Your question has already been answered, but let's make the point more generally: A language learner's perspective on a language will be completely different from a native speaker's. The learner's attention will always be focused on grammatical properties of lexemes: separable or non-separable verb, strong or weak declension, strong or weak preterite, etc.
Wann fangen die Ferien an? – Wann beginnen die Ferien?
der Insasse, den Insassen – der Häftling, den Häftling-∅
tragen, trug – schleppen, schleppte
They need to do so in order to pick up the grammar (unless they are children and can learn by immersion alone).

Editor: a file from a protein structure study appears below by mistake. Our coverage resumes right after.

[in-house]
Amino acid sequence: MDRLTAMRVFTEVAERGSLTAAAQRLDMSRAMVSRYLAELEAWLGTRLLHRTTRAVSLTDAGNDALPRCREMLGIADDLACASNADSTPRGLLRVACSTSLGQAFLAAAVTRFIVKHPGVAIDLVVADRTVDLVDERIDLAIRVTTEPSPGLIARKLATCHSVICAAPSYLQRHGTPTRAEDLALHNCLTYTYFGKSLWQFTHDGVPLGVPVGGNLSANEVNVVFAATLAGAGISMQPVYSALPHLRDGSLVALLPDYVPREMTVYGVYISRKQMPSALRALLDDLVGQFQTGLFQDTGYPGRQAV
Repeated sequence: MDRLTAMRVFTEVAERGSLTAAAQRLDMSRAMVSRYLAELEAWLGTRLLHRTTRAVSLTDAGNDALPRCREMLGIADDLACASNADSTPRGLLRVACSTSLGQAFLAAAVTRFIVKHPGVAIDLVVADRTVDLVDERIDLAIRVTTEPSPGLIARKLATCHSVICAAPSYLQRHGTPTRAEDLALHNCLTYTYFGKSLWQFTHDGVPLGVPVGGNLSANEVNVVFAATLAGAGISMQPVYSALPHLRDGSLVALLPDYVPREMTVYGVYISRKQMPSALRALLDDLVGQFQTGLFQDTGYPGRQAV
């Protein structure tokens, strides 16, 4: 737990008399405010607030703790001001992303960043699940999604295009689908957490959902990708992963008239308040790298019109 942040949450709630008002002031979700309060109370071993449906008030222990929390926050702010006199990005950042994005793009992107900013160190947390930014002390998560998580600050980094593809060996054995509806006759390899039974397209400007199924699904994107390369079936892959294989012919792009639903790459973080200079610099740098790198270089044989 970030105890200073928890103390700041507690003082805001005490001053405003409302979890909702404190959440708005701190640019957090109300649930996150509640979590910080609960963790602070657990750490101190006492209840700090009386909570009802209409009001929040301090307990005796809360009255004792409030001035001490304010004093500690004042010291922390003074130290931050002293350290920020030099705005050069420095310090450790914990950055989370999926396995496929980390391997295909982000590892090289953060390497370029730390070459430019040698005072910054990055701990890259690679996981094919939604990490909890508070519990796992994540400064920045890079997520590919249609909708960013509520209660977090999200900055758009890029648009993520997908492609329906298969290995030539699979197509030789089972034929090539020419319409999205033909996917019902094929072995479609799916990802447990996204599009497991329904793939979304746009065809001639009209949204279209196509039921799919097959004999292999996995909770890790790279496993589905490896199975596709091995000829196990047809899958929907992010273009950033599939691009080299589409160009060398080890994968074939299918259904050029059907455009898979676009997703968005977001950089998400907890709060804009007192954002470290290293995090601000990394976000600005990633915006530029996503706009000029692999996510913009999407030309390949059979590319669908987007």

But native speakers are usually completely oblivious to the grammatical properties of lexemes, unless they have been taught to pay attention. (And paying attention to the structure of language can become a hobby, which is when you join Stack Exchange…) It follows that usage is independent of a lexeme's grammatical properties: Non-separable verbs are not used in other contexts than separable ones.
By grammatical properties I in this case specifically mean oppositions between lexemes, as illustrated by the examples, and not oppositions between word forms or grammatical categories such as trägt (present) vs. trug (past).